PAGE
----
The City Hall Japanese Garden-Gifted Spaces

09julynatalie'swedding 003The City of Vancouver Japanese Garden north side of City Hall, 453 West 12th Avenue

As part of the eighty year celebration of consular recognition between Japan and Canada, the head of protocol at the City of Vancouver , Sven Buemann wanted to do something special. From the 1970’s to 2013 most of the city departments were nestled in two buildings-the tall Art Deco/Moderne transitional style building built in 1937 by Townley and Matheson, and the annex-sometimes called the “box City Hall came in” an oblong concrete confection opened by Prince Philip in 1969. (The annex was declared an earthquake hazard and decommissioned in 2013, but the garden is still there).

There is an internal pathway at ground level between the two buildings, and a huge concrete planter box outside of the annex on the pathway. This had been cheerfully filled with rhododendrons and other shrubs in the 1970’s and had completely overgrown to the point that no “bones” of a garden were visible. Even though this was a major pathway used to access Vancouver City Hall east of Cambie Street, it was not walkable, or inviting to visitors or staff.

08sept.pointrob 016The concrete “planter box” outside of the City Hall Annex before photo

Sven had an idea. To celebrate the eighty years of diplomacy between Canada and Japan, Sven thought that transforming this space into a Japanese garden celebrating the relationship between these two countries was a good idea. He also knew that the mindful landscaping of this concrete box could become a focal point at City Hall, and also provide citizens and city  staffers with an introduction to classical Japanese gardening. I was asked to project manage this work due to my interest as a master gardener, and as a member of the ASLA-the American Society of Landscape Architects. It was an extraordinary opportunity to also work as a team leader with master Japanese gardeners, and experienced City Works Yards staff from Engineering to create a new public space to walk to, enjoy and view for all Vancouver citizens and visitors.

These professional gardeners  who were already working six days a week volunteered their time and talent to design and create a most extraordinary space. In the design, there are two rivers of stone, one symbolizing Canada, surrounded by plants native to Canada, and one symbolizing Japan, surrounded by traditional elements including a stone fountain and a black pine. The two rivers meet in the front of the design, symbolizing harmony and peace. The Vancouver Japanese Gardeners Association website  still features an image of the gardeners standing in front of the stone lantern at the city hall Japanese Garden.

And this garden is to be viewed from the public pathway, not walked in. That is the way it has been designed.

09may6moby 063

It was a very exciting thing to work with these Japanese professional gardeners. The design of the outline of the garden was roughly drawn up. The concept and the layout of the garden included coring out a section of the concrete planter box wall, so that viewers could “see” into the mingling parts of the river bed. The site preparation was done by City crews, who came in on the weekend to do the work. The Japanese gardeners took over the ordering of all the materials, including tons of basalt rock. The basalt rock included “one man” “two man” and “three man” basalt uprights that were installed by the gardeners with the assistance of the City crews and a hoist. The gardeners travelled up to Huckleberry Quarry near Squamish and hand picked each and every piece of basalt for its shape, size and function. Using the hoist, the Japanese Gardeners carefully placed every rock, with an inner vision so profound that no rock needed to be readjusted or placed differently. The Japanese gardeners’  experience and knowledge of Japanese Garden technique translated into this innate ability to “see” the rocks being hoisted into position and placed just once, every time  seated correctly in the design position.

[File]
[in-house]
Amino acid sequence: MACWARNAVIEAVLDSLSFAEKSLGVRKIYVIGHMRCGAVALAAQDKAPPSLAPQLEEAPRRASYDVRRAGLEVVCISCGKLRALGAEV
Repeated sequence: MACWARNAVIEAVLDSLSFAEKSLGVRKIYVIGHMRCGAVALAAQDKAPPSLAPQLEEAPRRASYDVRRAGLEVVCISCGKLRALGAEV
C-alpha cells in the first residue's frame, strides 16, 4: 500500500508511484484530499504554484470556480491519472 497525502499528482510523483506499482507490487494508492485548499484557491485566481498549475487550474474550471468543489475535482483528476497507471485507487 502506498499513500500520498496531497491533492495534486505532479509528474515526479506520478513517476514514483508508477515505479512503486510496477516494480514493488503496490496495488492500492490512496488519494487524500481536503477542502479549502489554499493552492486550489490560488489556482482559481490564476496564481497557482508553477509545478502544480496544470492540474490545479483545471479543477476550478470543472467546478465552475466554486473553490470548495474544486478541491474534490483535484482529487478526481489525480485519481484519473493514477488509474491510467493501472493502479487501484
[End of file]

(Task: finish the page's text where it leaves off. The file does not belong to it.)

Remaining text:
There is a section of bamboo that has been carefully knotted as a screen behind the water fountain. The craftsman that worked on this screen spent days getting the meticulous pattern of knots just right. The fountain basin that is in the back of the garden was designed by one of the few people in North America that has this skill.

The plants and trees in this garden are placed with similar care and attention. There is a Black Pine bonsai that bows over the dry river-this is a gift to the City, and was grown by one of the Japanese Gardeners from seeds he carried to Canada in his pocket when he immigrated nearly fifty years ago. It is an enduring gift of kindness and tribute to this country.

The City of Vancouver Japanese Garden was opened in 2009 by the Mayor and Council in concert with the Japanese Ambassador to Canada and the Vancouver Japanese Consul. The photos below are of the members of the Vancouver Japanese Gardeners Association who designed and built the garden,  with City of Vancouver Engineering staff from the Yards.

These are my favourite images of this remarkable undertaking.

Working with the Vancouver Japanese Gardeners Association was one of the highlights of my career, and I know that the City crew from the works yard also enjoyed this opportunity. The garden is now maintained by the City and will be kept in perpetuity, celebrating the unique and enduring relationship between Japan and Canada.

Taiko Drummers opened the ceremony held in the Fall of 2009 on the left. On the right, members of the Vancouver Japanese Gardeners Association stand with the Vancouver Japanese Consul and Consul Assistant at the dedication.







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